The European Parliament has just voted through a report called ‘The European Dimension in Sport’, which may be featuring in the rightwing press in the coming days.
The problem seemed to be that the report made a suggestion that the flag of the European Union be worn on the kits of sports men and women and flown at major international sporting events held within the EU.
Now the report has gone through the parliament I expect to see some more stories denouncing Brussels as being interfering and trying to force the EU down everyone’s throat. I thought I’d take this opportunity to pre-emptively rubbish these new ‘Euromyths’.
The first point to make is that the report is not legislative. It’s called an ‘Own Initiative Report’ and is basically just a long list of suggestions. It is only since the Lisbon Treaty came in to force that sport policy has been an EU competence. These initial stages are basically about deciding what direction the EU is going to with its new authority, but as it stands, sport doesn’t even have a budget.
The second important point is one that even the Daily Mail acknowledges; the recommendation would be purely voluntary. Here is what the paragraph actually says:
100. Suggests that the European flag should be flown at major international sports events held on the EU territory and suggests to sports federations to consider the idea of having it displayed on the clothing of athletes from Member States, alongside the national flags; underlines that it should be entirely voluntary and up to Member States and sports organisations to decide whether they will use the aforementioned option;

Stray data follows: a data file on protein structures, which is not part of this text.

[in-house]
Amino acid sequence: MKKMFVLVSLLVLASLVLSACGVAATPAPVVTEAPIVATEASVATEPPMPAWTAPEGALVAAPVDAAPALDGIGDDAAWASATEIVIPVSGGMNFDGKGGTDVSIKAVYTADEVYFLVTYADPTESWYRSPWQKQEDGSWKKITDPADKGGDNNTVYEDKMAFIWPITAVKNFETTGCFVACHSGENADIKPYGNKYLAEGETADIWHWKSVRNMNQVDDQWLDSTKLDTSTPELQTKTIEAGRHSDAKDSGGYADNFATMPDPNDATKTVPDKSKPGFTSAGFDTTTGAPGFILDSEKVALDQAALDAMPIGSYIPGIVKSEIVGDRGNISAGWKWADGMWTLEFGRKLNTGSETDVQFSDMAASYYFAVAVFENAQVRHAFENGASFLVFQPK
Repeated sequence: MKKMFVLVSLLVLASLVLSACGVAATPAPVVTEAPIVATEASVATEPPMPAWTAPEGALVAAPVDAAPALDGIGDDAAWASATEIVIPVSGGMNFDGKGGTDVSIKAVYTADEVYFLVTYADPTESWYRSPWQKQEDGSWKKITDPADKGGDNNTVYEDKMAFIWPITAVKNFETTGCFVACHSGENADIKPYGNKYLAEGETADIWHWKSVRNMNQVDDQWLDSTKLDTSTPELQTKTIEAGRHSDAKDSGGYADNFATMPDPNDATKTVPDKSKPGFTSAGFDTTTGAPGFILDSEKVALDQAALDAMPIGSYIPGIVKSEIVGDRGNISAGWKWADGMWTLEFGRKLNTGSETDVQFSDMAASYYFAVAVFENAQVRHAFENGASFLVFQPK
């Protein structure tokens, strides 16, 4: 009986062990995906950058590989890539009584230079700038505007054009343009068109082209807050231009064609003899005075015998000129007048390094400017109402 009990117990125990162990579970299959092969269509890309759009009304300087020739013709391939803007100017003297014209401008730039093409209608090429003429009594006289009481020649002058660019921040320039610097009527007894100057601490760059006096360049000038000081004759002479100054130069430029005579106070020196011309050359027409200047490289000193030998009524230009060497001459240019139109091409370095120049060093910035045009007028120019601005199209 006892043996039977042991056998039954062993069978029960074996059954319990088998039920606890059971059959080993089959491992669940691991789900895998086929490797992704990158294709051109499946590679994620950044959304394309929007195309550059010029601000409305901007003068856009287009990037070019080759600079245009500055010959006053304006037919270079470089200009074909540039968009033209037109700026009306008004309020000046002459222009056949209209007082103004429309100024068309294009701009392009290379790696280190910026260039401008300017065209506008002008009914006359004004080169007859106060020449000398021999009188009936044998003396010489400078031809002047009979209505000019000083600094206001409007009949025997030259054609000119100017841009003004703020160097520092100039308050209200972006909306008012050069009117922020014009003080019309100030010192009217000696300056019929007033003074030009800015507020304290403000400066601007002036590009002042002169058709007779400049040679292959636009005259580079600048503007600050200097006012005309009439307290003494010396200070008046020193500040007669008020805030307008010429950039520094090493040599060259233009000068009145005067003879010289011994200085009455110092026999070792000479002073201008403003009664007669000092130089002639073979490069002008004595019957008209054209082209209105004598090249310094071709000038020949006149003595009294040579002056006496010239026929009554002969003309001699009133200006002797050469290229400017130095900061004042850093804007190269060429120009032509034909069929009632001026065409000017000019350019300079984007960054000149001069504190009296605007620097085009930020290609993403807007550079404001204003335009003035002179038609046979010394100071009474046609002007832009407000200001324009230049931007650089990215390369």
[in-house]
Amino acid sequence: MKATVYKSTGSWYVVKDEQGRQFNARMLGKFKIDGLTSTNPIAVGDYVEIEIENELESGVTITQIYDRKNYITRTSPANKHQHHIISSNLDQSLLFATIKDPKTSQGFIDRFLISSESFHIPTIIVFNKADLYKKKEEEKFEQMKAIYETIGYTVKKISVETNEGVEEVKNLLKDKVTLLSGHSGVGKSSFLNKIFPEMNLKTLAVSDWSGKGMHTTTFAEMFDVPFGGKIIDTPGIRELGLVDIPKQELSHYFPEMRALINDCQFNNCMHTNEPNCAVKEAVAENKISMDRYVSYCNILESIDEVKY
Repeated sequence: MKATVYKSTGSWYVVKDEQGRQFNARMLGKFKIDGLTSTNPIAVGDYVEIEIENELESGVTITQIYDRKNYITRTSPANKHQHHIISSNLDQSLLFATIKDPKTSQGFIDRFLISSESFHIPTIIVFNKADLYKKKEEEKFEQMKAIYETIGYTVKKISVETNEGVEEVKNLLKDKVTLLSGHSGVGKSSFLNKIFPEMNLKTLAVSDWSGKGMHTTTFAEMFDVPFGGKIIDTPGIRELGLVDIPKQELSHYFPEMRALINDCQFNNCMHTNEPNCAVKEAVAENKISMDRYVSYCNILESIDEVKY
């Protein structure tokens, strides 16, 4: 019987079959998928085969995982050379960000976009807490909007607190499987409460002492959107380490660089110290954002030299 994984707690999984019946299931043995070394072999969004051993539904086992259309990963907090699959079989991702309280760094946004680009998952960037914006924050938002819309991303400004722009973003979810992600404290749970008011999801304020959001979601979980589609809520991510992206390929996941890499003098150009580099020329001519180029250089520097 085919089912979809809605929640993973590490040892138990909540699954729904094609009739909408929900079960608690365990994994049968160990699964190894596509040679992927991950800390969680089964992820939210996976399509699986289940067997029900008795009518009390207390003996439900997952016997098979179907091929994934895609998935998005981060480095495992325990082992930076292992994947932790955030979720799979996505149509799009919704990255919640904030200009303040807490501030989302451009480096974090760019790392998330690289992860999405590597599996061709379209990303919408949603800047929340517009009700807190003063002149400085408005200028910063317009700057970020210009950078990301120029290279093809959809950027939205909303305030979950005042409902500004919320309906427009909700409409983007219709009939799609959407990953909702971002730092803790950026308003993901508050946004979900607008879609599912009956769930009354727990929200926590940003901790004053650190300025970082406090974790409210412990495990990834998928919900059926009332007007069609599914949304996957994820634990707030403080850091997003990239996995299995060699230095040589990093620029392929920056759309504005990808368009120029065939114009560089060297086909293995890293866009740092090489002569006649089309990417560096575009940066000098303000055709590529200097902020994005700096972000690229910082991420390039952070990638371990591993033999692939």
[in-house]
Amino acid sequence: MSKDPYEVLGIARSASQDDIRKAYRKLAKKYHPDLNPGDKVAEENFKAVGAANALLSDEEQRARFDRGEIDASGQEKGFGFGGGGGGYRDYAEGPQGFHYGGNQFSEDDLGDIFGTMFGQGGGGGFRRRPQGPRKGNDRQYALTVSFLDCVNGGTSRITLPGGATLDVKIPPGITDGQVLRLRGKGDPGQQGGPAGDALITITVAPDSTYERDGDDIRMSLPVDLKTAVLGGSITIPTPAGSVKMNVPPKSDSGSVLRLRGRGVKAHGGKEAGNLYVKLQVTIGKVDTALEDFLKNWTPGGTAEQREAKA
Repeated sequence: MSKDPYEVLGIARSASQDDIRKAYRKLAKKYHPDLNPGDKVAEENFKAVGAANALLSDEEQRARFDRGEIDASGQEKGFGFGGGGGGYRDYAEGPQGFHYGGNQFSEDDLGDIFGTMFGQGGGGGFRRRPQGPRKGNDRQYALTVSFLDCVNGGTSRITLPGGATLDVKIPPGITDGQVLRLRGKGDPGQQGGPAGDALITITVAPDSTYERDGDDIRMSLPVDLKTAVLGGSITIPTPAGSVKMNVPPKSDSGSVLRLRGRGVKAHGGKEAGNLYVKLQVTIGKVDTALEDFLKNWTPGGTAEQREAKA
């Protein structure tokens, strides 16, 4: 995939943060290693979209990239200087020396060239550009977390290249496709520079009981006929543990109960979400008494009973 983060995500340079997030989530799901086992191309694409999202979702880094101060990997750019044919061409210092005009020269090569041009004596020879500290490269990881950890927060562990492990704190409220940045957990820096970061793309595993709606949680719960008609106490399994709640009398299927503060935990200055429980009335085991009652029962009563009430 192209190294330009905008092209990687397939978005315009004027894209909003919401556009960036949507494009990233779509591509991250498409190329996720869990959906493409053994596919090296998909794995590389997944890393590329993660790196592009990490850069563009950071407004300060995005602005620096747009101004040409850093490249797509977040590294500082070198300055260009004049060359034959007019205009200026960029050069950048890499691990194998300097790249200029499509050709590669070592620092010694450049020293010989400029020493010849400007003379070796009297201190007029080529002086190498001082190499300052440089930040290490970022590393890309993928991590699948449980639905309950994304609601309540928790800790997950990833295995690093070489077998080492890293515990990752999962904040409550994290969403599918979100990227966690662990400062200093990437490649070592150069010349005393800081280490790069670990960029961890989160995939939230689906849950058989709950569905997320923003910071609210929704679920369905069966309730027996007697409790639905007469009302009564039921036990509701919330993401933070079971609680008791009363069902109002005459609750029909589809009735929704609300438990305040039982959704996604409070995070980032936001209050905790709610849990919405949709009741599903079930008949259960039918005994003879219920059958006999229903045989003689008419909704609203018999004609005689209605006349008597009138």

Now I happen to think this is a rather silly suggestion. There are number of reasons why displaying or wearing an EU flag at sporting events is not a great idea. Most sports men and women identify with their home country and wear their flag proudly. There are no European Union sports teams. The closest we’ve got is the European team in the Ryder cup, but golf fans from Norway or Switzerland might object to seeing them wear an EU flag. It’s a not very well thought out idea and that is why I and the rest of the European Parliamentary Labour Party (EPLP) voted against that paragraph in today’s vote.
Unfortunately the paragraph had the overwhelming support of almost everyone else, so it remains in the report. The EPLP voted for the report as a whole because, apart from that one paragraph, we believed it to be a good document. I believe that the EU can play a crucial role in tackling things like match fixing and corrupt players’ agents. I didn’t think it was right to vote against a whole report full of good suggestions just because of one duff one.
But if you do hear anyone suggesting that the EU is trying to force their flag on the kit of your favourite football team, you might want to suggest they don’t believe everything they read in the Daily Mail.